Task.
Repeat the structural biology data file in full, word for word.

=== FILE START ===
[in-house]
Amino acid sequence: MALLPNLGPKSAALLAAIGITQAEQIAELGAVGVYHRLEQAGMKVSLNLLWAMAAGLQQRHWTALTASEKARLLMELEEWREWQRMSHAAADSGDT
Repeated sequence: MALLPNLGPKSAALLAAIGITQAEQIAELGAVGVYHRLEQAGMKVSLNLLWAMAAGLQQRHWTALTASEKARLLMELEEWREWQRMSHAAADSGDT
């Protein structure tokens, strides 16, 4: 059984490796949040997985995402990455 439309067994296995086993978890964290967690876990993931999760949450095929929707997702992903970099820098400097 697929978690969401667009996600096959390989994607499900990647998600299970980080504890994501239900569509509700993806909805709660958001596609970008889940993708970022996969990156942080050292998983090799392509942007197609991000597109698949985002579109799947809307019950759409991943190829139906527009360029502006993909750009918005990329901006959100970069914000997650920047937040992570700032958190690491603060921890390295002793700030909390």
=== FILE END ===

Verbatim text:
[in-house]
Amino acid sequence: MALLPNLGPKSAALLAAIGITQAEQIAELGAVGVYHRLEQAGMKVSLNLLWAMAAGLQQRHWTALTASEKARLLMELEEWREWQRMSHAAADSGDT
Repeated sequence: MALLPNLGPKSAALLAAIGITQAEQIAELGAVGVYHRLEQAGMKVSLNLLWAMAAGLQQRHWTALTASEKARLLMELEEWREWQRMSHAAADSGDT
């Protein structure tokens, strides 16, 4: 059984490796949040997985995402990455 439309067994296995086993978890964290967690876990993931999760949450095929929707997702992903970099820098400097 697929978690969401667009996600096959390989994607499900990647998600299970980080504890994501239900569509509700993806909805709660958001596609970008889940993708970022996969990156942080050292998983090799392509942007197609991000597109698949985002579109799947809307019950759409991943190829139906527009360029502006993909750009918005990329901006959100970069914000997650920047937040992570700032958190690491603060921890390295002793700030909390």